NEW YORK (Reuters) - Activist hedge funds recovered from a slow start last year, ending 2016 with sharp gains, spurred by a stock rally that followed the U.S. presidential election.
Hedge fund managers who exclusively or partially manage an activist portfolio of stocks cited the election of President Donald Trump as a year-end boost and a likely tailwind for 2017, though several expressed concern that the policy direction coming from the White House remains uncertain.
“Like it or not, Donald Trump’s presidency changes everything,” activist Raging Capital said in its fourth-quarter letter. The fund, which manages around $900 million, was up 27 percent last year.
Unlike most of the hedge fund industry, activist managers directly engage with chief executives and corporate boards to push changes, sometimes publicly calling out the companies and pursuing proxy fights.
The HFRI Event-Driven activist index showed a 10.4 percent gain for the year, compared with a 1.15 percent bump in 2015. In 2016, the S&P 500 index ended the year up 9.5 percent.
New activist targets in 2016 included restaurant chain Buffalo Wild Wings, refiner Marathon Petroleum and industrial retailer HD Supply.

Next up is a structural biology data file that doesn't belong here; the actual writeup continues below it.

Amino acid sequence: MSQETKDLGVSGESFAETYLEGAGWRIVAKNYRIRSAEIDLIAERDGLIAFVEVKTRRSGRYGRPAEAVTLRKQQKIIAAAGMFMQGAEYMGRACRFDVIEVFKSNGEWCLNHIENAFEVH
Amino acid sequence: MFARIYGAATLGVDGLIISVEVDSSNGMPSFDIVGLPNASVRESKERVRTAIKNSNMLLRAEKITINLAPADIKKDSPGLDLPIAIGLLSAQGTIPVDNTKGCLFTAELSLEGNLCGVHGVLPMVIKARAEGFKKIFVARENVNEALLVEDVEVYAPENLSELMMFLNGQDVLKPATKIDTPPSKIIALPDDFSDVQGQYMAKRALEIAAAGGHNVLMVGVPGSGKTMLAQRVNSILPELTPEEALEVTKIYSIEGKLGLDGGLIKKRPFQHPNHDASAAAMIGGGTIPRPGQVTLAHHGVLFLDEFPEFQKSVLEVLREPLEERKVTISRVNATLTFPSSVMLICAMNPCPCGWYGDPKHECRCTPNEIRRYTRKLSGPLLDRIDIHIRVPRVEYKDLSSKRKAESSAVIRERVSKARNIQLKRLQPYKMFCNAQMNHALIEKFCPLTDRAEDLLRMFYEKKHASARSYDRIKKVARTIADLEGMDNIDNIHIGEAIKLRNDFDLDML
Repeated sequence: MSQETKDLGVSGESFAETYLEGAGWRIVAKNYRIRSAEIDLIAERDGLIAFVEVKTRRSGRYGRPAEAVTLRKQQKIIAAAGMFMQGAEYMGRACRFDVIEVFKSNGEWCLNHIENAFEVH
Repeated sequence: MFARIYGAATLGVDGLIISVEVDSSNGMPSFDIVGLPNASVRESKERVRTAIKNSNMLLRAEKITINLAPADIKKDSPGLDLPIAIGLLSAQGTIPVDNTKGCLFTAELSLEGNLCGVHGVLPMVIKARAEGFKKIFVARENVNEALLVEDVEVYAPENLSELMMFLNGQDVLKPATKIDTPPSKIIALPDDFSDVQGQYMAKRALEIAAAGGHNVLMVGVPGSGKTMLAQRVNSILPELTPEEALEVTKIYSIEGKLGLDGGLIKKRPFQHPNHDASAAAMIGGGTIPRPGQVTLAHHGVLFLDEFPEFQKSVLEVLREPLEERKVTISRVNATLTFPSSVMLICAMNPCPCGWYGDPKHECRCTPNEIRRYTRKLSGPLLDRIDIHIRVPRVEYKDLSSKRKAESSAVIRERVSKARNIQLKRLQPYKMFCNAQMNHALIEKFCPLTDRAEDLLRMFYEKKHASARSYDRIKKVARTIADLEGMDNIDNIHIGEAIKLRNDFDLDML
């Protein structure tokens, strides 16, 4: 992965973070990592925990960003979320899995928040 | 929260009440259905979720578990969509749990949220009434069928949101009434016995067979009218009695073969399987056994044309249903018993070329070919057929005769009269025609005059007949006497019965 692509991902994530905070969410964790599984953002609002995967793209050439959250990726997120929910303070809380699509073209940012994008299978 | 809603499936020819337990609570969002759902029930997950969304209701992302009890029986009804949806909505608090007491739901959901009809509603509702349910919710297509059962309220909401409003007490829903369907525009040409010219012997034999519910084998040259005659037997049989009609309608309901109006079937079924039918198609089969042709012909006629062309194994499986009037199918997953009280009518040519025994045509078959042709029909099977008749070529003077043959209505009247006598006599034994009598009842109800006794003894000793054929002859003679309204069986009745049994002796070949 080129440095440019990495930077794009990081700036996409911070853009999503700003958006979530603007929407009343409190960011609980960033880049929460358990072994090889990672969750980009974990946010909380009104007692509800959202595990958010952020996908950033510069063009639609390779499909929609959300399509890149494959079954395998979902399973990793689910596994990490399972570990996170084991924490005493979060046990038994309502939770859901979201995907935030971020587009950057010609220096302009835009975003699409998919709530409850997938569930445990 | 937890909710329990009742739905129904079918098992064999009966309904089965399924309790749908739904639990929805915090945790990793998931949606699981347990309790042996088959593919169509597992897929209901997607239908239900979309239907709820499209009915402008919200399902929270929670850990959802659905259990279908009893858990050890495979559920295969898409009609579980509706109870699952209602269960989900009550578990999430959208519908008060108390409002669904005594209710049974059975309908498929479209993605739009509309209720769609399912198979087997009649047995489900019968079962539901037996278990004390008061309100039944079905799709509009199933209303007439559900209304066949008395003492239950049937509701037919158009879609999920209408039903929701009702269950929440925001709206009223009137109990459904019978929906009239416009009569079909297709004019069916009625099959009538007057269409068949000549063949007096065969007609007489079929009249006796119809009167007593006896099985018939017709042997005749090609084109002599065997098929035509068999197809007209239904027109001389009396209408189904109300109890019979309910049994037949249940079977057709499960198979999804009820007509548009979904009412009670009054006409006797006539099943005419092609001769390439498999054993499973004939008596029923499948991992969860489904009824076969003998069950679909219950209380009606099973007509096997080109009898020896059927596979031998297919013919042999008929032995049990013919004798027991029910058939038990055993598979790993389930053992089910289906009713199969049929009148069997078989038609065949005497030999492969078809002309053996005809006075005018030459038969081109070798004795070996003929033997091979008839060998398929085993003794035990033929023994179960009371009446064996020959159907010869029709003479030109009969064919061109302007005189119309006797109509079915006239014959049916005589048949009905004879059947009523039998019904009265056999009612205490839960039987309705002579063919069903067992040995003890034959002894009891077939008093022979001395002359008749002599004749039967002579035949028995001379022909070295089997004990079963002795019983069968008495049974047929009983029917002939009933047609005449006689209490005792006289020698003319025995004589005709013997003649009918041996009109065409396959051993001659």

J.P. Morgan’s David Hunker, head of shareholder activism defense, said activists showed more discipline toward the end of the year in targeting companies where a broader set of investors were unhappy.
“There’s a lot more going on among activists to really understand what shareholder frustrations are and where they can drive a wedge between management teams, the board and their investors,” Hunker said.
Raging Capital’s founder and chief investment officer, William Martin, said Trump’s election and the anticipation of low-tax, pro-business policies have handed the economic baton over to Congress from the U.S. Federal Reserve, which had kept interest rates at near-zero levels for nearly a decade.
“Many of the Republican proposals have potentially far- reaching impacts on certain industries, though sufficient detail does not exist to properly quantify these impacts or their timing,” according to hedge fund PSAM, which manages around $2 billion and was up 14 percent last year.
The hedge fund, which occasionally takes activist positions, said Trump’s expected deregulation push could further accelerate merger deals in 2017, with media companies expected to lead the pack.
Dan Loeb, a veteran activist and founder of multi-strategy hedge fund Third Point, also said that the U.S. monetary policy pendulum was swinging away from low rates, while fiscal policy was moving away from austerity.
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Reporting by Michael Flaherty; Editing by Alan Crosby and Leslie Adler